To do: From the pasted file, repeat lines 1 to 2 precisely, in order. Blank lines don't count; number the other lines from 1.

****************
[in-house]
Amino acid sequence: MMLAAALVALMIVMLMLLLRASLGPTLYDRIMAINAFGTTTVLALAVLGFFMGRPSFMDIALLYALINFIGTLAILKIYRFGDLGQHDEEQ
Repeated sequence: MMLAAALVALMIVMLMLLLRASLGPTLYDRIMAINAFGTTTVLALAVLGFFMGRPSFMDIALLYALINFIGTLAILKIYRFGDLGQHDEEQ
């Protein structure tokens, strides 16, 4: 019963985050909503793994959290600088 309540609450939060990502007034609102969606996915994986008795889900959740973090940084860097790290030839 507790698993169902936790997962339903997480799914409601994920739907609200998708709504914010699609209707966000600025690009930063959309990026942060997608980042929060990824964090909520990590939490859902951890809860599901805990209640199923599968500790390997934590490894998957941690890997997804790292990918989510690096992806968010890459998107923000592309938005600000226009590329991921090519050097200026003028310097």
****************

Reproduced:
[in-house]
Amino acid sequence: MMLAAALVALMIVMLMLLLRASLGPTLYDRIMAINAFGTTTVLALAVLGFFMGRPSFMDIALLYALINFIGTLAILKIYRFGDLGQHDEEQ